The indefatigable Dznuni also traveled all over Armenia, from village to village, from town to town, to talk to people and learn their stories. Gradually, he began to understand the causes and consequences of their situation. He realized that the nation’s destitution was not just due to social inequality, as he had initially thought. It was about ingrained practices that people call traditions. 

These habits forced people to live in the small world of their families, without any desire to open the doors to the wider world. Here, everything is clear. Choice is predetermined by adat (custom), and each person is assigned their own destiny. Any step toward personal freedom is met with condemnation and punishment as the respectable slaves vent their anger on these individual brave souls. Dznuni was sure that he could help people overcome these rusted shackles, and he soon found a way to do so. The key to solving the problem was cinema – the mirror of life. 

Mission Impossible

Rabindranath Tagore once compared the sorrows of life to the night, saying “Night’s darkness is a bag full of golden sunlight.” For Dznuni, cinema was the magic lantern that illuminated life’s darkness. It became his whole life, his great love, and his Golgotha. It turned out to be his greatest mission. Although there were many talented businessmen in the world of cinema at the time, Dznuni understood exactly what the common people wanted to watch and why.  He recognized the value of cinema not only as a source of entertainment, but as a means of self-edification.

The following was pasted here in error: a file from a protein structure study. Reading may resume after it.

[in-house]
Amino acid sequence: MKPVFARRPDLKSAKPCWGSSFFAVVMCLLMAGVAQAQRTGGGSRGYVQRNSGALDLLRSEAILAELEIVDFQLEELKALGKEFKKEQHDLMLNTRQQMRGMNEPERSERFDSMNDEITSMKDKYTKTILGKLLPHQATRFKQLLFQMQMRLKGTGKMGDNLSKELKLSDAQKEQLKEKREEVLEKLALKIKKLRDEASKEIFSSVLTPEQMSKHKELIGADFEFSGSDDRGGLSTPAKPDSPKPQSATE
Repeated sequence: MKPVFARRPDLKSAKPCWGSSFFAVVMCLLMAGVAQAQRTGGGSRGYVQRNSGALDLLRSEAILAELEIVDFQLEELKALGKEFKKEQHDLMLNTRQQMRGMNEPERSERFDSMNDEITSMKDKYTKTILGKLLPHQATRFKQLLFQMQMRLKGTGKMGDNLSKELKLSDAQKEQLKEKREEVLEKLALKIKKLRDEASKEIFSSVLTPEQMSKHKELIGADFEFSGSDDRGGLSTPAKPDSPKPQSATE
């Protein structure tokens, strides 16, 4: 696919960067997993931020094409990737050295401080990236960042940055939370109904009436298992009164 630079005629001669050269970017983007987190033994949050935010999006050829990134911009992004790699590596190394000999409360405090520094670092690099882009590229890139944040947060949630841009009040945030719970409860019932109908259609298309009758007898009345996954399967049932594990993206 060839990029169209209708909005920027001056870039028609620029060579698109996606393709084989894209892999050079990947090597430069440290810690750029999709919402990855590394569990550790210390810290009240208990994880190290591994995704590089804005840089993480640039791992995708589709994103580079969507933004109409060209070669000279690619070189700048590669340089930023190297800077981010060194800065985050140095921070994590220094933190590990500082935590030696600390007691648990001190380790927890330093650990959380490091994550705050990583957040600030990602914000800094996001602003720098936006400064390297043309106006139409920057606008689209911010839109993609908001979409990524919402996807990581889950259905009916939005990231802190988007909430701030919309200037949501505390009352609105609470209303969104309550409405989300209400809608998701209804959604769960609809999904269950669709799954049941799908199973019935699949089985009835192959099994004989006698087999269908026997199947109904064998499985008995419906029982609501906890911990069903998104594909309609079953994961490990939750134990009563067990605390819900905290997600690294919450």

In April 1923, while heading the Main Political Department in the People’s Commissariat of Education, Daniel initiated the creation of a film company. From that day, he remained the head of the movie business in Armenia until July 1937, with breaks for one year in 1928 and for 10 months in 1932. 

Unfortunately, the bloody year of 1937 wiped out an entire generation of the brightest Soviet intellectuals, including Daniel He was arrested, along with almost every notable personality of the Stalin era.